Other highlights include helping to arrange the country’s first National Scientific Symposium; helping DTI and the Embassy hold a touring trade catalogue exhibition; teaching forty key Yemeni women English and holding Gender in Development workshops with funding from the Dutch government and the running of architectural conservation forums in Aden and San’a led by James Parry of the National Trust.
Though the Council Staff have achieved a lot with the help of the Embassy DTI, the BYS and YBFA, it has caused a great strain on staff and resources. Under pressure you make mistakes and often feel you are moving one step forward and two steps back! Nevertheless we plan for an even more robust future that attracts sponsorship and revenue for the Council’s cultural and educational activities. We are currently preparing for an exhibition Yemenis in Britain, focusing on the life and times of the 60,000 Yemenis living in Britain in communities based on Cardiff, Birmingham, Sheffield, South Shields and Liverpool. It will tour UK and Yemen. This will be in conjunction with World Circuit Arts Festival of Yemen, to be held in London in September and October 1997. The patrons will be the Yemeni and British ambassadors and the one and only Prince Nazeem! The Council will collaborate with the DTI, the Embassy and a host of sponsors in the Yemen trade fair scheduled for November 1997. Last but not least, the Council hopes to open a teaching centre in Aden in that year as well. All this activity suggests that Yemen is turning a corner and growing once again; a correct assumption. The Gulf needs this Republic and I predict that, in five years time, they will come to recognise this. The Free Zone and Port of Aden, World Bank and international aid support, increased trade and a people that have not lost their traditions or their ability to survive on almost nothing: these will be the ingredients that will propel Yemen forward on the stage of the Arabian Peninsula.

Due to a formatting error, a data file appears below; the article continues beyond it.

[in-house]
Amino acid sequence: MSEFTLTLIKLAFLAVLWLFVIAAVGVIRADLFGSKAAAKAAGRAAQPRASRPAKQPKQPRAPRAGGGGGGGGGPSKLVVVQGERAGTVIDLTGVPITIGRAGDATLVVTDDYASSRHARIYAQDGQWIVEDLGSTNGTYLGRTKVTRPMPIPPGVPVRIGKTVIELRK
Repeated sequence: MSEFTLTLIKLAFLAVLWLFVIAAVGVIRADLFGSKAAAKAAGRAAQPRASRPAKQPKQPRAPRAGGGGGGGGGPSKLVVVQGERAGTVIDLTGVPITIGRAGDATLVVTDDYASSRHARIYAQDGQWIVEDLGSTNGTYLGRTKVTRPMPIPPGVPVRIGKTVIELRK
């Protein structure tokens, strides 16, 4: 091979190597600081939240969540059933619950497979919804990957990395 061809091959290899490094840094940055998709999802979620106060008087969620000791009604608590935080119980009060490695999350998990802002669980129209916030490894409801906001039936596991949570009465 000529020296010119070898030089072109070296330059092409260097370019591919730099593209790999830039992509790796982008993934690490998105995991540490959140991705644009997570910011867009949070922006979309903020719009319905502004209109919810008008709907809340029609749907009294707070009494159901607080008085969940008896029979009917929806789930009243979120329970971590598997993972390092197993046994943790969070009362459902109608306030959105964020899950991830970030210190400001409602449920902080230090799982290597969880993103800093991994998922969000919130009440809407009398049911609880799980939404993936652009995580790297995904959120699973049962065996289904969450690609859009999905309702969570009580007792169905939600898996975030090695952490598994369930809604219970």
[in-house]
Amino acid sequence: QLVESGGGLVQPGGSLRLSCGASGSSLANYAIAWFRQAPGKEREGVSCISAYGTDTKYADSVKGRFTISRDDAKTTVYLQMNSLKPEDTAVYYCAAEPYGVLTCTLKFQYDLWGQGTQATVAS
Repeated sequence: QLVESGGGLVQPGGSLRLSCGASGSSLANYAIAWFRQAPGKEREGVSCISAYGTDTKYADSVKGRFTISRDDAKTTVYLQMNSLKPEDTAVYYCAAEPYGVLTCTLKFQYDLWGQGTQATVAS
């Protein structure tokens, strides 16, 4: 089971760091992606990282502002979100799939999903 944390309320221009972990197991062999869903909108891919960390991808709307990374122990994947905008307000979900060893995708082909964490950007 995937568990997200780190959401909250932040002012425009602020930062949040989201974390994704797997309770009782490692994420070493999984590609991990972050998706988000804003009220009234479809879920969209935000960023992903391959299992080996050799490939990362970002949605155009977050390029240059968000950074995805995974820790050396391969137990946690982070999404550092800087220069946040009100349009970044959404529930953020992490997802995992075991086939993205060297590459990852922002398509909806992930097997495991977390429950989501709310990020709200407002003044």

In one way it is a pity that Council directors cannot stay here for a very long time and develop a profound knowledge of the country: but then again the Republic would have missed out on such noted Arabists as Clive Smith and Peter Clark. Unfortunately I cannot speak much Arabic - but I like and respect tremendously the Yemenis and feel fortunate that I am living in Sana’a and not in London!